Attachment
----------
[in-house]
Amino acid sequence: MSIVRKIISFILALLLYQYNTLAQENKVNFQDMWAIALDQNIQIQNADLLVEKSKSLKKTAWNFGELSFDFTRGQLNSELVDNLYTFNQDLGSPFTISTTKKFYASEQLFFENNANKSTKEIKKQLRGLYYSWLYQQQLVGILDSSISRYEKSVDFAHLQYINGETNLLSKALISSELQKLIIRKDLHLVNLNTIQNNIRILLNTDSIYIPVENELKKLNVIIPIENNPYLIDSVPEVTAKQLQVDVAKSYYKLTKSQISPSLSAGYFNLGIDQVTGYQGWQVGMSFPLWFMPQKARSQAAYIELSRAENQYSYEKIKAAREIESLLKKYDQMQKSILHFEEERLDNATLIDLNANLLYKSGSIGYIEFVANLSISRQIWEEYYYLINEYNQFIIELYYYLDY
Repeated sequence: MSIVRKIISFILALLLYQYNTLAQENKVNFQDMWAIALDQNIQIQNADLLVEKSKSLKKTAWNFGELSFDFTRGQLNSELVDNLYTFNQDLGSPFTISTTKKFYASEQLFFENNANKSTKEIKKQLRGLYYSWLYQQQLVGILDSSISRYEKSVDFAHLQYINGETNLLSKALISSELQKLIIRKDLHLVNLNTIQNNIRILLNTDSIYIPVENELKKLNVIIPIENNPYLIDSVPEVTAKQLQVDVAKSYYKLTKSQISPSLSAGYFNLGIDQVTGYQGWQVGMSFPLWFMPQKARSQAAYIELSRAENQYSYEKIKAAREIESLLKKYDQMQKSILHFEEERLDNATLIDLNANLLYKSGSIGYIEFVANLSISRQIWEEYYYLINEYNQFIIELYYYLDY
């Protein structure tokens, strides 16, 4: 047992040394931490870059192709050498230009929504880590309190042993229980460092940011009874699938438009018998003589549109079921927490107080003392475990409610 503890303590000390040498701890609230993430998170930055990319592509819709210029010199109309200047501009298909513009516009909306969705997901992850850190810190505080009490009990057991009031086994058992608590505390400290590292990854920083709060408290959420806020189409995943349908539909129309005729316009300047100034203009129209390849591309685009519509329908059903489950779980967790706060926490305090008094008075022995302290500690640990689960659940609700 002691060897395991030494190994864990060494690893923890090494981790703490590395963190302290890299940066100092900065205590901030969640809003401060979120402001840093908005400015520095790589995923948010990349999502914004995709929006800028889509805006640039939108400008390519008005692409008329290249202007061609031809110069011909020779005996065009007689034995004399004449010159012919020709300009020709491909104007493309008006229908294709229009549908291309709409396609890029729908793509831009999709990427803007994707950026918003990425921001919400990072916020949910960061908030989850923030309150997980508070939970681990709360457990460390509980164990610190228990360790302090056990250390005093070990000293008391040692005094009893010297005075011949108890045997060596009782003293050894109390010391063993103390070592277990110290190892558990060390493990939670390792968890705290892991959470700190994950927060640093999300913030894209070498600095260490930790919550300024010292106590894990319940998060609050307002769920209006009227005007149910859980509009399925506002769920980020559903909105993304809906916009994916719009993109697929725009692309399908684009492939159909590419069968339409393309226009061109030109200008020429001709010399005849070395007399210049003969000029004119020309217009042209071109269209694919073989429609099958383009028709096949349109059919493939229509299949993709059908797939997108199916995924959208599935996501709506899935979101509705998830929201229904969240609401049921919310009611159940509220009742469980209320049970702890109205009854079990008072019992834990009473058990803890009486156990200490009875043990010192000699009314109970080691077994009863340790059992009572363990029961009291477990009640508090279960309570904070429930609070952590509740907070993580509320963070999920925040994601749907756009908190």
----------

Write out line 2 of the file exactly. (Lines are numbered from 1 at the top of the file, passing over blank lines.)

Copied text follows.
Amino acid sequence: MSIVRKIISFILALLLYQYNTLAQENKVNFQDMWAIALDQNIQIQNADLLVEKSKSLKKTAWNFGELSFDFTRGQLNSELVDNLYTFNQDLGSPFTISTTKKFYASEQLFFENNANKSTKEIKKQLRGLYYSWLYQQQLVGILDSSISRYEKSVDFAHLQYINGETNLLSKALISSELQKLIIRKDLHLVNLNTIQNNIRILLNTDSIYIPVENELKKLNVIIPIENNPYLIDSVPEVTAKQLQVDVAKSYYKLTKSQISPSLSAGYFNLGIDQVTGYQGWQVGMSFPLWFMPQKARSQAAYIELSRAENQYSYEKIKAAREIESLLKKYDQMQKSILHFEEERLDNATLIDLNANLLYKSGSIGYIEFVANLSISRQIWEEYYYLINEYNQFIIELYYYLDY